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The Philosophical Breakfast Club by Laura J. Snyder - Excerpt

The Philosophical Breakfast Club by Laura J. Snyder - Excerpt

Ratings:

4.13

(19)
|Views: 2,610 |Likes:
The Philosophical Breakfast Club recounts the life and work of four men who met as students at Cambridge University: Charles Babbage, John Herschel, William Whewell, and Richard Jones. Recognizing that they shared a love of science (as well as good food and drink) they began to meet on Sunday mornings to talk about the state of science in Britain and the world at large. Inspired by the great 17th century scientific reformer and political figure Francis Bacon—another former student of Cambridge—the Philosophical Breakfast Club plotted to bring about a new scientific revolution. And to a remarkable extent, they succeeded, even in ways they never intended.

Historian of science and philosopher Laura J. Snyder exposes the political passions, religious impulses, friendships, rivalries, and love of knowledge—and power—that drove these extraordinary men. Whewell (who not only invented the word “scientist,” but also founded the fields of crystallography, mathematical economics, and the science of tides), Babbage (a mathematical genius who invented the modern computer), Herschel (who mapped the skies of the Southern Hemisphere and contributed to the invention of photography), and Jones (a curate who shaped the science of economics) were at the vanguard of the modernization of science.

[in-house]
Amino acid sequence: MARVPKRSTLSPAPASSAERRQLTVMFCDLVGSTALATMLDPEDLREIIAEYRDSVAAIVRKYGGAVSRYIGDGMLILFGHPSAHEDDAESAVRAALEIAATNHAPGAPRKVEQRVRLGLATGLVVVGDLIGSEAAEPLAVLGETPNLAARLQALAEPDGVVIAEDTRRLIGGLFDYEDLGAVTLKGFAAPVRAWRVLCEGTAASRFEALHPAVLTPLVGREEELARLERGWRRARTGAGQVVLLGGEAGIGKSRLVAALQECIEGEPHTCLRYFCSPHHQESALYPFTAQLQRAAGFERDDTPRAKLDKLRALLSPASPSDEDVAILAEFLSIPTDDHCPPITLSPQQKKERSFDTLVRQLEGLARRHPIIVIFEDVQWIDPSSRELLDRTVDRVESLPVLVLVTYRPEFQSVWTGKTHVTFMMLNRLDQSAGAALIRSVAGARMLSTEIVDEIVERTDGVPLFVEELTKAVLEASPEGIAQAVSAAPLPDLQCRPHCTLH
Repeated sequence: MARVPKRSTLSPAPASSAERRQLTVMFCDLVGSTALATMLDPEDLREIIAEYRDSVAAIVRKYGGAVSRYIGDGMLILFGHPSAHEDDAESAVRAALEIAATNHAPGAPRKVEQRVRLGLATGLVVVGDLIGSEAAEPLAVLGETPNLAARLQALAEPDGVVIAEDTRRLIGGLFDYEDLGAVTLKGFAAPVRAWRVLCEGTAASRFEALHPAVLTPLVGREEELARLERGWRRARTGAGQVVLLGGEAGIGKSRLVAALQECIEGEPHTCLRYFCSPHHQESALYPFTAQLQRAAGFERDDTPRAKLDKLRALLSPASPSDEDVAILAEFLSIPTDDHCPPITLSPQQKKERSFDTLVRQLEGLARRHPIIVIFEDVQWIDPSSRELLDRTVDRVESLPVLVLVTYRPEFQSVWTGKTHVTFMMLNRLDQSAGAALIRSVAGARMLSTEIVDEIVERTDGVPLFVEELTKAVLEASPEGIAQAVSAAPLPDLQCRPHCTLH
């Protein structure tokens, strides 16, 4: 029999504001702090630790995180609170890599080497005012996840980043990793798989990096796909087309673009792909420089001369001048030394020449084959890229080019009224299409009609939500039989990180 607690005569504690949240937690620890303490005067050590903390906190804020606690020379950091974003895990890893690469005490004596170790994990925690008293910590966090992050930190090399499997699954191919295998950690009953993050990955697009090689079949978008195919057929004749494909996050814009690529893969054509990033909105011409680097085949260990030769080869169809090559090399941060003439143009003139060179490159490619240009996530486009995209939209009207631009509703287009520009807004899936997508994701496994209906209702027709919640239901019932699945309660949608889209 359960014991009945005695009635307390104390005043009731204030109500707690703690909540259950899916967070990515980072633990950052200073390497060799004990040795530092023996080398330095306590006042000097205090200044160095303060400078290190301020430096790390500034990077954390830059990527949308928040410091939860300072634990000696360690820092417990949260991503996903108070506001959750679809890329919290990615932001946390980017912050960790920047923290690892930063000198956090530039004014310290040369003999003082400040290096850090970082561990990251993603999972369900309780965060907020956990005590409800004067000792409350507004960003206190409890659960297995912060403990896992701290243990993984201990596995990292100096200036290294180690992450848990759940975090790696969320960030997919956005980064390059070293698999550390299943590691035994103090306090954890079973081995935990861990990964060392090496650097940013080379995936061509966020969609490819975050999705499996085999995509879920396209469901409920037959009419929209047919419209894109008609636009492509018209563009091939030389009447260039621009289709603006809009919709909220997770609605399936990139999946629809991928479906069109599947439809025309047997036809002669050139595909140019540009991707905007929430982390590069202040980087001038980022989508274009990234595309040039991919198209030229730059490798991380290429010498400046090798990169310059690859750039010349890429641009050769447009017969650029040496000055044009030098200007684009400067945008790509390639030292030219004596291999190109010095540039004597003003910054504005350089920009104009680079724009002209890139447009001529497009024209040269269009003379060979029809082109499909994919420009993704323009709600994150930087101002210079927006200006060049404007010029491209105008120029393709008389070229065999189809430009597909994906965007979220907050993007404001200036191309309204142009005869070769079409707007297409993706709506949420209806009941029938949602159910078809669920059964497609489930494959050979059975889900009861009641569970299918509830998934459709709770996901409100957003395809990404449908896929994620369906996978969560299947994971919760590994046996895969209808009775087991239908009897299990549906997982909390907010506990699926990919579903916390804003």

This absorbing narrative of people, science and ideas chronicles the intellectual revolution inaugurated by these men, one that continues to mold our understanding of the world around us and of our place within it. Drawing upon the voluminous correspondence between the four men over the fifty years of their work, Laura J. Snyder shows how friendship worked to spur the men on to greater accomplishments, and how it enabled them to transform science and help create the modern world.

To read more about The Philosophical Breakfast Club or Laura J. Snyder please visit Crown Publishing Group at www.crownpublishing.com.
The Philosophical Breakfast Club recounts the life and work of four men who met as students at Cambridge University: Charles Babbage, John Herschel, William Whewell, and Richard Jones. Recognizing that they shared a love of science (as well as good food and drink) they began to meet on Sunday mornings to talk about the state of science in Britain and the world at large. Inspired by the great 17th century scientific reformer and political figure Francis Bacon—another former student of Cambridge—the Philosophical Breakfast Club plotted to bring about a new scientific revolution. And to a remarkable extent, they succeeded, even in ways they never intended.